Commentary: Selling Wine To Hispanics

David Eddy

A provocative economic analysis was recently
released with the title, “Marketing Wine To Hispanics,”
and subhead “The 50 Million Case Growth Opportunity.”

The author, Rabobank’s Stephen Rannekleiv, says that because Hispanics are projected to be the fastest growing ethnic minority, and they don’t drink that much wine on average, they represent a fantastic marketing opportunity. If their wine consumption could be brought up to that of the average U.S. consumer, consumption among Hispanics will increase by nearly 50 million cases over the next 20 years.

“By Rabobank calculations, that increase of 50 million cases could be as much as 40% of the total growth in U.S. wine consumption over that period,” Rannekleiv writes. “Furthermore, learning how to market to U.S. Hispanics may provide brand owners with insights to help penetrate other Latin American markets (e.g. Mexico) in the future.”

But, as the author notes, there are some huge hurdles that must be overcome in marketing wine to Hispanics. One big one is that 65% of U.S. Hispanics are Mexican, and relatively few people think wine goes well with Mexican food.

That reminds me of a wine-tasting trip to Napa years ago. At one winery, a multi-generational Hispanic family asked a tasting room employee what wine would go well with Mexican food, and he replied that he only drinks beer with Mexican food. The family patriarch smiled politely, but from his quizzical look I could tell he was thinking the same thing I was thinking: “Why aren’t you trying to sell your product?”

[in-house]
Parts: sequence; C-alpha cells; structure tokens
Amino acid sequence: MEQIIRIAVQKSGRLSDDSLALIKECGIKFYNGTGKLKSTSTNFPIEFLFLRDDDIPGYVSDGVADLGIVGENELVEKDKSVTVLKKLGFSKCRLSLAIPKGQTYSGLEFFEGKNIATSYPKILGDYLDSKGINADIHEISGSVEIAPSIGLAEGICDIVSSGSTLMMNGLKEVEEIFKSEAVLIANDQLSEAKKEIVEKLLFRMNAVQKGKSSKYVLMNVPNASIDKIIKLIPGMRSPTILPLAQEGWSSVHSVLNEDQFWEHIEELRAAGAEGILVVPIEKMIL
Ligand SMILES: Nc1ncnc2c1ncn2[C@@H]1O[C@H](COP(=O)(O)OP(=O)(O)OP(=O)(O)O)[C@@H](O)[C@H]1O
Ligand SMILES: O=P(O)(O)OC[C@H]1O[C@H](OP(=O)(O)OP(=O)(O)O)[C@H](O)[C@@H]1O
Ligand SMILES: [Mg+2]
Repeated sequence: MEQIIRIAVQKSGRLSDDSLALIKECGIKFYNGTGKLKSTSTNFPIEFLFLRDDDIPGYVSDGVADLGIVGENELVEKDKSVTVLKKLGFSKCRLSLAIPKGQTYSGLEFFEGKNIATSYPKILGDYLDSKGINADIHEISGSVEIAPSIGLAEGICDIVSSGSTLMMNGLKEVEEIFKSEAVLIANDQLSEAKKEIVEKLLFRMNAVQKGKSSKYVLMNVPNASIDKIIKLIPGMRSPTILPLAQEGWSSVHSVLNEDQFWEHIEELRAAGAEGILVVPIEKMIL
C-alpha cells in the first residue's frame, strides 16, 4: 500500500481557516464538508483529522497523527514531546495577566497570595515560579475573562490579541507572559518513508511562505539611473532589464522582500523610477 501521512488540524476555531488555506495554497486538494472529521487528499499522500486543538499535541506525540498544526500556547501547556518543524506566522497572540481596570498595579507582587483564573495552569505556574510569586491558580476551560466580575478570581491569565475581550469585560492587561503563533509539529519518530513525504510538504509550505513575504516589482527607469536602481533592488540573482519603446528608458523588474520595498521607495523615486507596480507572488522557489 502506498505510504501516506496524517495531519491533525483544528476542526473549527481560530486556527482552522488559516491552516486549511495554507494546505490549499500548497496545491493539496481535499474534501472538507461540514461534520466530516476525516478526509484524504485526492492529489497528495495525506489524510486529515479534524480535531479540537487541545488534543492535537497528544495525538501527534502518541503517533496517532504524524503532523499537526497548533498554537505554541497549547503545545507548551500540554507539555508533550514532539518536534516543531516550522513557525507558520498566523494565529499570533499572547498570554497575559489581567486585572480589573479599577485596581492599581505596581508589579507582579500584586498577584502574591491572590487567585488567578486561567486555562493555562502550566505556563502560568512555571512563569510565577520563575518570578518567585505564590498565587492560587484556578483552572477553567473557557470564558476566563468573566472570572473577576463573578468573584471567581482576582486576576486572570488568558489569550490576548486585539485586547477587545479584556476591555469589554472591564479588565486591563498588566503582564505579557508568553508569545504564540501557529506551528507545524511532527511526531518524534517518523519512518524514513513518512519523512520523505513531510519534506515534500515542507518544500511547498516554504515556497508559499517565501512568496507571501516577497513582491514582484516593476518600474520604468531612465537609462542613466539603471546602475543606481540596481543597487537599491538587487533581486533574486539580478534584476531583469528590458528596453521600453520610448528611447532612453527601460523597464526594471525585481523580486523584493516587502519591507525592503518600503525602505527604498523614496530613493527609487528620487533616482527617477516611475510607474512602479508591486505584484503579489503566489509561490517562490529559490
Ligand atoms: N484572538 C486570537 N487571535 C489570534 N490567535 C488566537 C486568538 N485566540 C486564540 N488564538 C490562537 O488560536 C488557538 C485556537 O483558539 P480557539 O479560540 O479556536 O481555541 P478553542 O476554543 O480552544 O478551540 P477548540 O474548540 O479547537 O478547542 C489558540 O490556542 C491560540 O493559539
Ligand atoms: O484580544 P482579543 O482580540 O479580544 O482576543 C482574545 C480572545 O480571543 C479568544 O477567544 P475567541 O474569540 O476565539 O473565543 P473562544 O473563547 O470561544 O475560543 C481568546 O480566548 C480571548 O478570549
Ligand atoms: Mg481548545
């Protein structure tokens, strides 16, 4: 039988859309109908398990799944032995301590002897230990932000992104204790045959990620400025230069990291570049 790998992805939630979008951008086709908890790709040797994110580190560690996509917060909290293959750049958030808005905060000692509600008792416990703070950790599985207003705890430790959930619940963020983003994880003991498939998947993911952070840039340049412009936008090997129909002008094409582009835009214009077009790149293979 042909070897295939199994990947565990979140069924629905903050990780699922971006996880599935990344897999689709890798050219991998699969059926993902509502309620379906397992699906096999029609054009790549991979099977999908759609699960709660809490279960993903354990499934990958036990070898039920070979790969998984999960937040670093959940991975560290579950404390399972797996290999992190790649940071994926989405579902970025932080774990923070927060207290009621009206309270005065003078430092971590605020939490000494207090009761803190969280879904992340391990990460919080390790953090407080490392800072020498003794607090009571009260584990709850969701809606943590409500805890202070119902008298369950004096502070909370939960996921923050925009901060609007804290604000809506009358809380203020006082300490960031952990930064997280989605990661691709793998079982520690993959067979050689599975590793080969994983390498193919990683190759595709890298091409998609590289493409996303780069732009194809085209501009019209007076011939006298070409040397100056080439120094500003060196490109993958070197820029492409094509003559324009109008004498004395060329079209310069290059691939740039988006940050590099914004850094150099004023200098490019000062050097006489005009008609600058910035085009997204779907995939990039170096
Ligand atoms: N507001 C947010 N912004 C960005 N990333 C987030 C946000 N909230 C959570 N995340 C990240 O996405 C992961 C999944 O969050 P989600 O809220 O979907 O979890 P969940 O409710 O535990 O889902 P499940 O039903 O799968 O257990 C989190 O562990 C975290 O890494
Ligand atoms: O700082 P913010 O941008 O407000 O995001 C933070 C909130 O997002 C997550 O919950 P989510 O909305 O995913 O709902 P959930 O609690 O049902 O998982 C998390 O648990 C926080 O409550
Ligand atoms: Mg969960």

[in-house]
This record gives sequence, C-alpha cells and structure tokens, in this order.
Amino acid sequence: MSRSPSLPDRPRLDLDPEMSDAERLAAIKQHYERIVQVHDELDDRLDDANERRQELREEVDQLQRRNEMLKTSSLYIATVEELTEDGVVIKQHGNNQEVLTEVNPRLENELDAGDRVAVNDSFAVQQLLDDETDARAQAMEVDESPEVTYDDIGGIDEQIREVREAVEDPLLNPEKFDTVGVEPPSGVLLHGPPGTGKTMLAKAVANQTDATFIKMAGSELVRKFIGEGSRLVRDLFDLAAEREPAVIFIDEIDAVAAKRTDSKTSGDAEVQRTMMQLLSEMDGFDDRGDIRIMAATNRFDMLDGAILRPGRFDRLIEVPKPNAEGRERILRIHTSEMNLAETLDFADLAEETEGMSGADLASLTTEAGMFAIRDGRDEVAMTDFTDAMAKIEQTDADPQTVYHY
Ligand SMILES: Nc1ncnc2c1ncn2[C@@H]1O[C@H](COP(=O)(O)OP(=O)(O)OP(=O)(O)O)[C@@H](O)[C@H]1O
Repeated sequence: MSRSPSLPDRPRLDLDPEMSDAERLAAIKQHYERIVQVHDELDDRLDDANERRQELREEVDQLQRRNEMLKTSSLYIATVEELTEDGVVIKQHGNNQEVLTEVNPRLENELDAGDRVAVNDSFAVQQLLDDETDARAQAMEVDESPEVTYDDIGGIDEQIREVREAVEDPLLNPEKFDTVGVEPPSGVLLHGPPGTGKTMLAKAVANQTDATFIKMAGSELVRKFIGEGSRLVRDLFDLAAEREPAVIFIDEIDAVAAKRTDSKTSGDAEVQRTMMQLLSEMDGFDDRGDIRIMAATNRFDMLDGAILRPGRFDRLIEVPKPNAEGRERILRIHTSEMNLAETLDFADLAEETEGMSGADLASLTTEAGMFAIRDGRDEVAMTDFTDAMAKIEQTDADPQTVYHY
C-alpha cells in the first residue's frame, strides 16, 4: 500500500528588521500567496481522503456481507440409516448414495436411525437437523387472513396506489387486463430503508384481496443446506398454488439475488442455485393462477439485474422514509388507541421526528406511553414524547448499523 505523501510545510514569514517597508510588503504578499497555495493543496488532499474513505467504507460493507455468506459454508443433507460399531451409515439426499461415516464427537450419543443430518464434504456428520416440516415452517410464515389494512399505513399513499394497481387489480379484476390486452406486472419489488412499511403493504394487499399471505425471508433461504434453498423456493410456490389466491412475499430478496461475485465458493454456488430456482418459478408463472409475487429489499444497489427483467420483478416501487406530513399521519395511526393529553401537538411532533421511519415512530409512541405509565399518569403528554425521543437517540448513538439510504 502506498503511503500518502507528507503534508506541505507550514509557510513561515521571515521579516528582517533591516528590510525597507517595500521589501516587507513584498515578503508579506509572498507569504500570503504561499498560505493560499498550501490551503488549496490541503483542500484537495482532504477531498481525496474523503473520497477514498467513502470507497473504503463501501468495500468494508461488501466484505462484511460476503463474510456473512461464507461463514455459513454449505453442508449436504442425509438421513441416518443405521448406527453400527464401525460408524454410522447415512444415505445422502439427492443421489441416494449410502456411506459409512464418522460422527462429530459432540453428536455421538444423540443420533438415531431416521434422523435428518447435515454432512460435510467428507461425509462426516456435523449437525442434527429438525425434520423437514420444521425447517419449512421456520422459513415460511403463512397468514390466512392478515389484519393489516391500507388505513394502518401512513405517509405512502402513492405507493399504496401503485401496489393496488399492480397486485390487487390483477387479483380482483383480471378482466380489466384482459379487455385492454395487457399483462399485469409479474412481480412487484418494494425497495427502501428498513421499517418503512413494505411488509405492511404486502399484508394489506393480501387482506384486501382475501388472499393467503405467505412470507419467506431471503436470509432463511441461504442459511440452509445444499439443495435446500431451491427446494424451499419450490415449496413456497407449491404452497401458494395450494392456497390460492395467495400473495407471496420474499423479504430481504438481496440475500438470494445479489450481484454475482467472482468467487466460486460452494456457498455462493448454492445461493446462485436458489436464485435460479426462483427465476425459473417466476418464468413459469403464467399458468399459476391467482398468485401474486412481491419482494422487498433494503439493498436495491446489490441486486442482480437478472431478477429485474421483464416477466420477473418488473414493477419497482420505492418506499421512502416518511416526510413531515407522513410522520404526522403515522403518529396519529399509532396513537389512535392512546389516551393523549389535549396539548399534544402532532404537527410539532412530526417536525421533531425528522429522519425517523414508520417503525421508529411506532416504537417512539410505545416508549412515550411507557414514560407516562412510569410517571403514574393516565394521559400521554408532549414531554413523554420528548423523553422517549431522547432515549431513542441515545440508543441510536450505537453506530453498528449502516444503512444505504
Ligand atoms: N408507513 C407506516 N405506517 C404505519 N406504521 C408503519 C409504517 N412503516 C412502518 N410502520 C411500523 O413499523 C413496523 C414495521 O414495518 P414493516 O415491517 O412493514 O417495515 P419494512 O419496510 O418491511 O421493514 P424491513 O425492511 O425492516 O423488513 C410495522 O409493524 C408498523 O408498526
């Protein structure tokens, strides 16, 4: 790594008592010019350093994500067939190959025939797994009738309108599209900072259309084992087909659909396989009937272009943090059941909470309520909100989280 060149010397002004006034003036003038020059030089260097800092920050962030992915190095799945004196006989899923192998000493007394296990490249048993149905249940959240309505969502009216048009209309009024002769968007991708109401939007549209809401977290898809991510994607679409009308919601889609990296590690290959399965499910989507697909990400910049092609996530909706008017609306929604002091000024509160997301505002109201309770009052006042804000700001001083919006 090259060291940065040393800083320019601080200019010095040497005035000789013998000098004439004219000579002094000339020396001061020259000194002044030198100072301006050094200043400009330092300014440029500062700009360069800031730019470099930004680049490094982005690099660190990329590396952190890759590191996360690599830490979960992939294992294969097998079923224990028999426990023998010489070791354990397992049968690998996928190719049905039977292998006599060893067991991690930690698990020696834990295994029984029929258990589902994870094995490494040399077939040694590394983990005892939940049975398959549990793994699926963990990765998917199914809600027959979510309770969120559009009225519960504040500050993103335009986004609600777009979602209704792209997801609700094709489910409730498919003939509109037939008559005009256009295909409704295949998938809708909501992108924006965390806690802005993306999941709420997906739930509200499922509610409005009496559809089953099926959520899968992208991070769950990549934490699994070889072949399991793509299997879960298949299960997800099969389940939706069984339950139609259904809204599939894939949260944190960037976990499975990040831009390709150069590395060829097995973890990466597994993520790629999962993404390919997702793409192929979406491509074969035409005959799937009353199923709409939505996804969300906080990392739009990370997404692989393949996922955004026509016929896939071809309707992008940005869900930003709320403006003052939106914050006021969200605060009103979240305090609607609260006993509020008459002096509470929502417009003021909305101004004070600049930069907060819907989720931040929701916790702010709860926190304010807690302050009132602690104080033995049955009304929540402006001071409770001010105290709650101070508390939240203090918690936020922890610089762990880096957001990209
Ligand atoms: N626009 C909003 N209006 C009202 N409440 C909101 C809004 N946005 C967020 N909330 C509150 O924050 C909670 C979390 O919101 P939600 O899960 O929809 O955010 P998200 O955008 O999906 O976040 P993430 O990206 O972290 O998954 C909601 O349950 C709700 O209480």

But the tasting room worker is in the mainstream, and the study notes that as a result it can be difficult to get any wine at a Mexican restaurant, except for maybe a couple of house pours and sangria.

Teach Your Parents Well

But there was also good news to be found in the study. Research shows that while many younger Hispanic consumers reported they were introduced to wine by their parents, the reverse was also often true. Younger Hispanics, like other millennials (ages 21-34), are drinking more wine, and they are introducing it to their parents. It stands to reason, then, that marketers should target Hispanic millennials.

What does that mean for winegrape growers? We have reported in the past on the renewed interest in wine among young people. Research shows that they don’t have the same taste in wines as their parents, who generally prefer traditional varietals, dry reds and whites like Cabernet Sauvignon and Chardonnay. Millennials on the whole prefer sweeter wines, and the same is true of Hispanics as a whole. That means the future looks savory for a varietal like Moscato, a sweet white made from the Muscat grape.

Despite many new plantings over the past few years, some industry analysts expect a shortage of the wine in the future, which is reportedly the drink of choice for many young women in particular. For winegrape growers in California’s San Joaquin Valley, who produce about half the nation’s total, it’s especially welcome because Muscat flourishes in the valley heat. Sales of sweet red wines, which also fare well in warmer climes, have likewise soared.

Marketing to Hispanics makes sense because they are underserved now, and just think of the future. In 2000, they comprised 12% of the U.S. population, now it’s 16%, and in 2033 it’s projected to be 22%. That’s 20 years from now, which is the average high-yielding lifespan of a grapevine. Sure, most growers don’t — or shouldn’t — plant a variety without a contract, but it’s food for thought.

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